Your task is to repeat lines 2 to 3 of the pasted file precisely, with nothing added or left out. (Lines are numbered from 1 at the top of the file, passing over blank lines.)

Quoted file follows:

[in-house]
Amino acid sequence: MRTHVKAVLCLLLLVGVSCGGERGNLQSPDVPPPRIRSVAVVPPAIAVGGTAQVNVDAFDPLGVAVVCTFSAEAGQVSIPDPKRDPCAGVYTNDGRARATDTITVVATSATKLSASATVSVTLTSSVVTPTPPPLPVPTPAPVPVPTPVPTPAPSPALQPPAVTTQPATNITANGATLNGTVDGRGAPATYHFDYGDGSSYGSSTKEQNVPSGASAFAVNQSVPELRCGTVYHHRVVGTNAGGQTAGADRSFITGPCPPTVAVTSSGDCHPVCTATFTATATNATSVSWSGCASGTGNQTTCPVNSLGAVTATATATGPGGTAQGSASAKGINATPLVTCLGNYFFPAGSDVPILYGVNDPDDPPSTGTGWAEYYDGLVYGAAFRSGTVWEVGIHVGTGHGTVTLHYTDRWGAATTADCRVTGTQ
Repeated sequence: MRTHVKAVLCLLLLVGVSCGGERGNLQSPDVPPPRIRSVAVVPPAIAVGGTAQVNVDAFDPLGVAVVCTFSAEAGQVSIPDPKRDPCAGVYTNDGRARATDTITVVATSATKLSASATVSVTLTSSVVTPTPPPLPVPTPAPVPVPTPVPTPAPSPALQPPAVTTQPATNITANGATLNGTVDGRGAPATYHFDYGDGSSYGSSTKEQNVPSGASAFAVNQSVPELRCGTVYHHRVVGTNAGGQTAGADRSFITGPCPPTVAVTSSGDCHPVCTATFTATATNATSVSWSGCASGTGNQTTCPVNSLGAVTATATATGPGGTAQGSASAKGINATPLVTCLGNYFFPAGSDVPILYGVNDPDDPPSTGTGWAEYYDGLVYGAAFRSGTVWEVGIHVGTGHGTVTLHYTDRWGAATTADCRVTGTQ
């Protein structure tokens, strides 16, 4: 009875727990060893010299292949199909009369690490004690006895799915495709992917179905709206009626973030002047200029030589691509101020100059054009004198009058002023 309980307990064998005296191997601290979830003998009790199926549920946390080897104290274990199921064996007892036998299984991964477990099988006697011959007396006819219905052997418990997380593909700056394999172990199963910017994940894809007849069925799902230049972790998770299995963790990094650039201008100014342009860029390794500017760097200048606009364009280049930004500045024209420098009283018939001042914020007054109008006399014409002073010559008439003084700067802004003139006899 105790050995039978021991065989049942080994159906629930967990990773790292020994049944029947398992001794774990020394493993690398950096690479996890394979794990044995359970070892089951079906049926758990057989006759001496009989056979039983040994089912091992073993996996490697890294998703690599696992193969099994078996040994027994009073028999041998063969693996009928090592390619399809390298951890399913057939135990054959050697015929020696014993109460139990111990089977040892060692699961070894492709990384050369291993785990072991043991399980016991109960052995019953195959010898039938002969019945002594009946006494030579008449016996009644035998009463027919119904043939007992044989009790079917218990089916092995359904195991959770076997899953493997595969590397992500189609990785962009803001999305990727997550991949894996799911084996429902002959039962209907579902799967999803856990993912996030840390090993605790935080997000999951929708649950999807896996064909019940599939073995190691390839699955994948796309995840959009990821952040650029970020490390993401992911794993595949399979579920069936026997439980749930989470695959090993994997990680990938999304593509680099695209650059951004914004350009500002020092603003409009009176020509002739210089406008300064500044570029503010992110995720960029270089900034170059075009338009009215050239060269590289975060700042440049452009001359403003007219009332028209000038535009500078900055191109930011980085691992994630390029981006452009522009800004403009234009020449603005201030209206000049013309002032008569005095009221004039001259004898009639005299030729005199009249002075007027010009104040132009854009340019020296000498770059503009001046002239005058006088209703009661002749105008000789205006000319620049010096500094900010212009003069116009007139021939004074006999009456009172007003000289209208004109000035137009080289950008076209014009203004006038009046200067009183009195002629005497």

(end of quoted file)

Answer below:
Amino acid sequence: MRTHVKAVLCLLLLVGVSCGGERGNLQSPDVPPPRIRSVAVVPPAIAVGGTAQVNVDAFDPLGVAVVCTFSAEAGQVSIPDPKRDPCAGVYTNDGRARATDTITVVATSATKLSASATVSVTLTSSVVTPTPPPLPVPTPAPVPVPTPVPTPAPSPALQPPAVTTQPATNITANGATLNGTVDGRGAPATYHFDYGDGSSYGSSTKEQNVPSGASAFAVNQSVPELRCGTVYHHRVVGTNAGGQTAGADRSFITGPCPPTVAVTSSGDCHPVCTATFTATATNATSVSWSGCASGTGNQTTCPVNSLGAVTATATATGPGGTAQGSASAKGINATPLVTCLGNYFFPAGSDVPILYGVNDPDDPPSTGTGWAEYYDGLVYGAAFRSGTVWEVGIHVGTGHGTVTLHYTDRWGAATTADCRVTGTQ
Repeated sequence: MRTHVKAVLCLLLLVGVSCGGERGNLQSPDVPPPRIRSVAVVPPAIAVGGTAQVNVDAFDPLGVAVVCTFSAEAGQVSIPDPKRDPCAGVYTNDGRARATDTITVVATSATKLSASATVSVTLTSSVVTPTPPPLPVPTPAPVPVPTPVPTPAPSPALQPPAVTTQPATNITANGATLNGTVDGRGAPATYHFDYGDGSSYGSSTKEQNVPSGASAFAVNQSVPELRCGTVYHHRVVGTNAGGQTAGADRSFITGPCPPTVAVTSSGDCHPVCTATFTATATNATSVSWSGCASGTGNQTTCPVNSLGAVTATATATGPGGTAQGSASAKGINATPLVTCLGNYFFPAGSDVPILYGVNDPDDPPSTGTGWAEYYDGLVYGAAFRSGTVWEVGIHVGTGHGTVTLHYTDRWGAATTADCRVTGTQ